Powerful Ancestor of Modern Horses Discovered Through Genetic Tracing

(Madison Hooper/Getty Images)
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(Madison Hooper/Getty Images)

Highlights

  • The ancient habitat of all current domestic horses was likely located along the steppes of Western Eurasia roughly 4,200 years ago.
  • The findings show that as domestic horses spread across Eurasia, their forefathers displaced nearly all other horse populations.

According to new genomic studies, the ancient habitat of all current domestic horses was likely located along the steppes of Western Eurasia roughly 4,200 years ago. Within a thousand years, the powerful and docile horses raised in what is now modern Russia appear to have displaced all other European and Asian breeds.

Researchers discovered that current domestic horses were clustered in a group that became geographically widespread in the second millennium BCE after mapping the population changes of 273 ancient horse genomes, each from a plausible location for horse domestication. The findings show that as domestic horses spread across Eurasia, their forefathers displaced nearly all other horse populations.

Horse travel had officially gone global by 1000 BCE, radically altering human movement, culture, and conflict.
Although ancient horses grown in Russia's lower Volga-Don region were not the first to be tamed by humans (earlier examples of horse riding may be found in Central Asia, Iberia, and Anatolia), their genetic profile appears to have been the most useful to humans.
Finally, horses living in the Western Eurasian steppes before and during the third millennium BCE shared the strongest genetic similarities with this cluster.
Decentralized chiefdoms in Europe and urbanised states in Western Asia were likely to adopt this new institution for different reasons, whether for warfare, prestige, or both. As a result, the findings open up new areas for inquiry into the historical evolution of these various socioeconomic paths.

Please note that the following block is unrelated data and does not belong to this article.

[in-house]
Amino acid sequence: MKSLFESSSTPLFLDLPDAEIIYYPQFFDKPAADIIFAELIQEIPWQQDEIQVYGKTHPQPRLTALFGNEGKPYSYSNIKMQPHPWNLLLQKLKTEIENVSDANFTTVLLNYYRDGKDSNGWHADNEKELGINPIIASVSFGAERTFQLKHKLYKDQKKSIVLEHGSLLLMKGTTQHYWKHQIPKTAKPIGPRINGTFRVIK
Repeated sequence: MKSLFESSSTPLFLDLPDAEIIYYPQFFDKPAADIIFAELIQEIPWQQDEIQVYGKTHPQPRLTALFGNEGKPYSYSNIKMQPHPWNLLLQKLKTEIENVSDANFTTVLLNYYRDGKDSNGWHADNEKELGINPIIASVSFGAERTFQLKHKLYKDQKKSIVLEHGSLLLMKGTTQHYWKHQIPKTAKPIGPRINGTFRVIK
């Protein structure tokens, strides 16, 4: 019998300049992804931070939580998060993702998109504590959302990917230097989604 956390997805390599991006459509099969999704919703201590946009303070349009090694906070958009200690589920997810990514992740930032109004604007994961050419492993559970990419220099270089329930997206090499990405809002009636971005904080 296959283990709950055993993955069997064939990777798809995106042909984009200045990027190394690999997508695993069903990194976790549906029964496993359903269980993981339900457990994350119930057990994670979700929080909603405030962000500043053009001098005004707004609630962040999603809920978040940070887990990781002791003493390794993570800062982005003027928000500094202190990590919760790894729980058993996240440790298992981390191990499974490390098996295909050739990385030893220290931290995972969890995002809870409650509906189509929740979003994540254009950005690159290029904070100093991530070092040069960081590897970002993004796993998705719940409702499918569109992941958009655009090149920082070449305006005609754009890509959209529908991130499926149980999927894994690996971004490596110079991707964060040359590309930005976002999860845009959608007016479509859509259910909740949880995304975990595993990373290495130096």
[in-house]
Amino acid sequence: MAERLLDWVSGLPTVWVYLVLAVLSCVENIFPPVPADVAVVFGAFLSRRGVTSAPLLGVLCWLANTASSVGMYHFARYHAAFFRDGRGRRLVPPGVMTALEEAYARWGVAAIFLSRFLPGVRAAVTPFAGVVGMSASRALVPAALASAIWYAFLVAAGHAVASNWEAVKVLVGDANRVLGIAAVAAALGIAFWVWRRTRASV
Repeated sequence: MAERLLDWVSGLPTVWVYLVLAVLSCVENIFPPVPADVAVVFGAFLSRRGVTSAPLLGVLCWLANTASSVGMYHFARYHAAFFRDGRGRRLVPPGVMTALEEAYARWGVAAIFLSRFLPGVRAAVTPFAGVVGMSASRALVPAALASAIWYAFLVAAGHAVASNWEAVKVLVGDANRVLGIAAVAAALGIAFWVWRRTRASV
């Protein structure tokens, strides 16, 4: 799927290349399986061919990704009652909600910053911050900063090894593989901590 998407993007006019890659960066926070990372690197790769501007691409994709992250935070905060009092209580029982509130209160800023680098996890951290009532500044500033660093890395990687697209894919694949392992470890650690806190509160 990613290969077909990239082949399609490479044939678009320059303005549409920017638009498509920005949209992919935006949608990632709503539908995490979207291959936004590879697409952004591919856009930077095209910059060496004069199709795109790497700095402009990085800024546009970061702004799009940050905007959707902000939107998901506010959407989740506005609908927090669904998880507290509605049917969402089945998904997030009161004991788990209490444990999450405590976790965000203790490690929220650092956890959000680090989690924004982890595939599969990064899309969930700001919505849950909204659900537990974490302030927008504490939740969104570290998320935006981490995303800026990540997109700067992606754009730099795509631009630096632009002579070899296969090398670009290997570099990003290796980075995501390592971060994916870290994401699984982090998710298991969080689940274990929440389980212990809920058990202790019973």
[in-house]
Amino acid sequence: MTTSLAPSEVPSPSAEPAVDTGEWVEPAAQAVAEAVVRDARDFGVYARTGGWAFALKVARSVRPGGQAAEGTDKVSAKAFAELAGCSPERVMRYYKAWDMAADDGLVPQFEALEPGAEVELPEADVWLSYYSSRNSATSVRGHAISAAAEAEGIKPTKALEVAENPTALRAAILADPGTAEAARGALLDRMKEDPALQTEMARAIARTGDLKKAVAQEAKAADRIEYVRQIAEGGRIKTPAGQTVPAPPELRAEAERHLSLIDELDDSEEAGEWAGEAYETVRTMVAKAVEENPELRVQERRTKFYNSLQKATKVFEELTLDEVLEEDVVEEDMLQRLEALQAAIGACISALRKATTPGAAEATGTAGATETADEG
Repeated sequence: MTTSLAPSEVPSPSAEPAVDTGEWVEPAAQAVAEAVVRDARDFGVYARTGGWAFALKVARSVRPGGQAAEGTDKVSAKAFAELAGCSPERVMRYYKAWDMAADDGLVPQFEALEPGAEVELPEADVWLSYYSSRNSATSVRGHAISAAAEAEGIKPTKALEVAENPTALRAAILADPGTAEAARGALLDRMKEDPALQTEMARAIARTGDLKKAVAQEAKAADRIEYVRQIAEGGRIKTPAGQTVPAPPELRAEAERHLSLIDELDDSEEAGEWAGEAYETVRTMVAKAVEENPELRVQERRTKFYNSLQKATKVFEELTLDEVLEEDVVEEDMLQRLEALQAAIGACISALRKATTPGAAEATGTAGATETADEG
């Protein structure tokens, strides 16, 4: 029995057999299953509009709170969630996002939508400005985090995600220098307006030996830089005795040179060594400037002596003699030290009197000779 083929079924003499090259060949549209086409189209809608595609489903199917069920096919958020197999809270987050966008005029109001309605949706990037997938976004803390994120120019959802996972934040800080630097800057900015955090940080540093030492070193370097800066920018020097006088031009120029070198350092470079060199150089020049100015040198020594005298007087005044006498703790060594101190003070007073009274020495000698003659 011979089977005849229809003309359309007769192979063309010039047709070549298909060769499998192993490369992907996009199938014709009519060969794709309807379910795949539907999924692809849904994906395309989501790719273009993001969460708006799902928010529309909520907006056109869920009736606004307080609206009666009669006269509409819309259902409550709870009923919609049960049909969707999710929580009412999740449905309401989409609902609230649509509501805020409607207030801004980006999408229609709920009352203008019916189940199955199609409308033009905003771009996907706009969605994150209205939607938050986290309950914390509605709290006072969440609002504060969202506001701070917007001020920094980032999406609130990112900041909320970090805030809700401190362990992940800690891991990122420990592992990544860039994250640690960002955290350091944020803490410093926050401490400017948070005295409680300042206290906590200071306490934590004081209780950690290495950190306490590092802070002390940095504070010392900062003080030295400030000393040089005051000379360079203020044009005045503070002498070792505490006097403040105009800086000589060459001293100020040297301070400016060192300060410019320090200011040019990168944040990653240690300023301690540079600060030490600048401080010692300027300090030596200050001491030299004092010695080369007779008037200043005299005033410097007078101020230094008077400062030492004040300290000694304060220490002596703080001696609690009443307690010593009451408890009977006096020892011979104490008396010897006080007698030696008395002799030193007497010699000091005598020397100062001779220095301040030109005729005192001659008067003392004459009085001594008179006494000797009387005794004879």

Horses born in this ancient section of Russia have two critical genes that appear to distinguish them from other populations of the period. GSDMC is associated to more docile demeanour, while ZFPM1 is linked to a stronger backbone.
Both genes indicate that the horses were bred for riding, with excellent endurance and weight-bearing capabilities, as well as a calm and trusting demeanour.
The findings add to a growing body of evidence refuting the popular belief that horseback riding was introduced to Europe by nomadic herders from the East some 5000 years ago.
Domesticated horses may have displaced all other groups between 1500 and 1000 BCE, according to genetic evidence. The 'ideal' horse had been created by humans.
As per the authors, this process began with horseback riding, with spoke-wheeled chariots coming later in the Trans-Ural Sintashta culture approximately 2000 to 1800 BCE.
Increased aridity and competition for key grazing pastures may have prompted this culture's armament, warriors, and fortified villages.
Horses with fewer back pathologies and increased docility, the authors believe, would have facilitated Bronze Age elite long-distance trading demands and become a highly coveted commodity and status symbol, resulting in fast diaspora in both cases.

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